Oct 16, 2017
“Grades” for Freedoms of Speech and Assembly Dropped in a Quarterly Evaluation by the Newseum Institute’s First Amendment Center.
WASHINGTON — On October 16, the Newseum Institute’s First Amendment Center released its quarterly “report card” on the state of the First Amendment. Grades for the five freedoms of the First Amendment stand as such in the fall of 2017: religion (C+); speech (C); press (C); assembly (C); petition (B). The grades average a C+.
The report card series was launched in April 2017 as a way to systematically assess the state of our core freedoms during the current presidential administration. Grades are assigned by a panel of the nation’s leading constitutional experts.
The grade point averages for speech and assembly dropped significantly; the composite grade remains the same only because of the balancing effect of slight improvements in the grade point averages for press and petition.
“Freedom of speech lost many points this quarter because of hostile attitudes towards free expression from two groups that may not share anything else in common — college students and the Trump Administration,” wrote Lata Nott, executive director of the First Amendment Center.
“As for freedom of assembly, the events of Charlottesville, Va., loomed large in that area. Many of our panelists noted that the violence that occurred there has led to an erosion of public support for freedom of assembly, and to state and local governments taking actions to restrict this right.”
While the grade point average for press freedom remained the same (C), many panelists made approving comments on the press’s resilience in the face of ongoing attacks from President Trump. Freedom to petition, while it is currently rated as the strongest First Amendment freedom, is still threatened by lack of constituent access to lawmakers, and ratings for freedom of religion remained steady as panelists wait for the Supreme Court to rule on the constitutionality of the latest iteration of the Trump administration’s travel ban.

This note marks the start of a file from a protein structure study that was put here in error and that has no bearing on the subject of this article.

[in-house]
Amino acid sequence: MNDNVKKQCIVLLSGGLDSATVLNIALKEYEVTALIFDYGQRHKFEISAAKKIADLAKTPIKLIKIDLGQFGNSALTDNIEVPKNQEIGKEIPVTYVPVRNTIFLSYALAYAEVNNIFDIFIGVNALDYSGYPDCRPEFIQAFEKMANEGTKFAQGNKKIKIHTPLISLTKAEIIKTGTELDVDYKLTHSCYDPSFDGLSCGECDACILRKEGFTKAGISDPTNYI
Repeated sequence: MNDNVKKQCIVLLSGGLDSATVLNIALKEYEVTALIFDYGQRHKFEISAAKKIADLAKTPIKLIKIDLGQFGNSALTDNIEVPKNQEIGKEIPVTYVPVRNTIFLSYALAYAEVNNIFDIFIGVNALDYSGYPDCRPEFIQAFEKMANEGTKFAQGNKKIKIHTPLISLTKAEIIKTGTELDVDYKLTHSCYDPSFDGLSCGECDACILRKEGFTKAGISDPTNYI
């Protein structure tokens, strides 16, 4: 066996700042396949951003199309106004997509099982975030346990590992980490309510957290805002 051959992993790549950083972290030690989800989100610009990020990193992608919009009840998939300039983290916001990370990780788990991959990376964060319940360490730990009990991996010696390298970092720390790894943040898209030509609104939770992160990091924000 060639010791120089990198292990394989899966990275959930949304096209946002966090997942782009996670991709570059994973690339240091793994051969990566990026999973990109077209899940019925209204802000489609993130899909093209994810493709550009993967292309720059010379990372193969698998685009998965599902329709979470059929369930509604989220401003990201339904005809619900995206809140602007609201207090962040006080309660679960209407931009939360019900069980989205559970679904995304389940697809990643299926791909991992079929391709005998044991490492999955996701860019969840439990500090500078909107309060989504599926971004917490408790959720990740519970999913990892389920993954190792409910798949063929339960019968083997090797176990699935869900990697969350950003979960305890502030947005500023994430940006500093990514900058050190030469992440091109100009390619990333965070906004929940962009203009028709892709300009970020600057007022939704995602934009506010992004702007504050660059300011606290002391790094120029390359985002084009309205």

The grading was performed by 15 panelists from across the political spectrum, each of whom have committed to providing quarterly updates of their grades for one year. Panelists were advised to consider the following four elements in their evaluations: legislation, executive orders, judicial decisions and public opinion; and also to consider long-term trends and actions.
The next First Amendment report card will be released in January 2018. To view the spring and summer report cards, and read more about our panelists and grading methodology, visit the Newseum Institute website.
The Newseum Institute is the education and outreach partner of the Freedom Forum and the Newseum. The Institute includes the First Amendment Center, NewseumED and the Religious Freedom Center. The Newseum Institute’s affiliate organizations include the Al Neuharth Media Center at the University of South Dakota; the Overby Center for Southern Journalism and Politics at the University of Mississippi; and the John Seigenthaler Center at Vanderbilt University. The Newseum Institute is a 501(c)(3) public charity funded by generous individuals, corporations and foundations, including its principal funder, the Freedom Forum.
The Newseum Institute’s First Amendment Center is a forum for the study and exploration of issues related to free expression, religious freedom, and press freedom, and an authoritative source of information, news, and analysis of these issues. The Center provides education, information and entertainment to educators, students, policy makers, legal experts, and the general public. The Center is nonpartisan and does not lobby, litigate or provide legal advice. The Newseum Institute promotes the study, exploration and education of the challenges confronting freedom through its First Amendment Center and the Religious Freedom Center. The Newseum is a 501(c)(3) public charity funded by generous individuals, corporations and foundations, including the Freedom Forum. For more information, visit newseuminstitute.org or follow us on Twitter.